How Maclean's takes the measure of Canadian universities
Ann Dowsett Johnston,Mary DwyerNovember202000
Window into the Rankings
How Maclean's takes the measure of Canadian universities
Ann Dowsett Johnston
The Maclean's ranking takes a measure of the undergraduate experience at Canada's public universities. It compares schools in three peer groupings, universities with similar structures and mandates. Using such factors as research funding, diversity of offerings and the range of PhD programs to define groupings, the universities are placed in one of three categories:
Universities with a broad range of PhD programs and research, as well as medical schools.
Universities with a significant amount of research activity and a wide range of programs at the undergraduate and graduate levels, including professional degrees.
Universities largely focused on undergraduate education, with relatively few graduate programs.
In reporting to Macleans, universities include all federated and affiliated institutions. The magazine does not rank schools with fewer than 1,000 hall-time students, or those with a strictly religious or specialized mission.
The universities in the three categories are treated as separate but equal. Macleans ranks the schools on a range of factors in six broad groupings (weightings are in parentheses below). In total, Primarily Undergraduate universities are ranked on 20 performance measures, Comprehensive universities on 21 and Medical-Doctoral universities on 22— resulting in slightly different weightings for some performance measures.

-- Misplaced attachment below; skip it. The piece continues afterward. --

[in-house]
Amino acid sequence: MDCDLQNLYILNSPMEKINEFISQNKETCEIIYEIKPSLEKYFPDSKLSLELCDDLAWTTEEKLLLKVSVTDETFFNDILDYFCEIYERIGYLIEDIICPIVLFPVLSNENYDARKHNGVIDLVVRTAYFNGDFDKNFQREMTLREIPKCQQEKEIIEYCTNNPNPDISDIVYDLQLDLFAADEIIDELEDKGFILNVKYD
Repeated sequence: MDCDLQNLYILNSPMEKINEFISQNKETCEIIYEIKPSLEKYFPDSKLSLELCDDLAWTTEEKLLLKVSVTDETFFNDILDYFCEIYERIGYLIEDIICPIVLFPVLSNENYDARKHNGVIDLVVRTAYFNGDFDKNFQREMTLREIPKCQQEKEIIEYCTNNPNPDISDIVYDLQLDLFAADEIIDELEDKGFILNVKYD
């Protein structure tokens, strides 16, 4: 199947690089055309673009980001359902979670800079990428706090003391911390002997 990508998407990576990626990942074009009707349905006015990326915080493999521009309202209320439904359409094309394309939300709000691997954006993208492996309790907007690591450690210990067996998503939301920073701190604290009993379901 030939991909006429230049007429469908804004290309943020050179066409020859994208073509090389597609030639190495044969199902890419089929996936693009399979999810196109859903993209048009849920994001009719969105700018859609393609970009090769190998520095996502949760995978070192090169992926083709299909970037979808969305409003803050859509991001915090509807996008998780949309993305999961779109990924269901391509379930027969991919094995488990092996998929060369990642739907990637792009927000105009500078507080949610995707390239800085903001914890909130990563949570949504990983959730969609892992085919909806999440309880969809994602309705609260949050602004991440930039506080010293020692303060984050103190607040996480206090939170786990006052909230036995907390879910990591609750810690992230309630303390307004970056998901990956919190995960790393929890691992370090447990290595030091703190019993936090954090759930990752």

STUDENT BODY (21 to 22% of final score)
Students are enriched by the input of their peers. For that reason, Macleans collects the incoming students’ average highschool grades (12%), and the proportion of those with averages of 75 per cent or higher (3%).
This count includes only those students whose secondaryschool averages or CEGEP scores served as the basis of admission. Mature students, for example, are excluded. As well, it should be noted that certain universities, in the spirit of accessibility, accept students with lower grades.
As a measure of drawing power, the magazine also counts the proportion of out-of-province students in the first-year undergraduate class (1%), and for Comprehensive and Medical-Doctoral universities, the percentage of international students at the graduate level (1%).
The student-body section also includes graduation rates (2%): the percentage of full-time undergraduate students in their second year who go on to graduate from the institution within one year of the expected time period. In addition, Macleans collects data on the success of the student body at winning national academic awards (3%) over the past five years.
CLASSES (17 to 18%)
The rankings embrace the entire distribution of class sizes at the firstand second-year levels (7.5% for Primarily Undergraduate universities, 7% for the other two categories), as well as the thirdand fourth-year levels (7.5% for the Primarily Undergraduate category 7% for the others). Classsize groupings are: 1 to 25; 26 to 50; 51 to 100; 101 to 250; 251 to 500; 501 plus. Macleans also ranks schools on the percentage of first-year classes taught by tenured and tenuretrack professors (3%), a measure of how much access new students have to top faculty.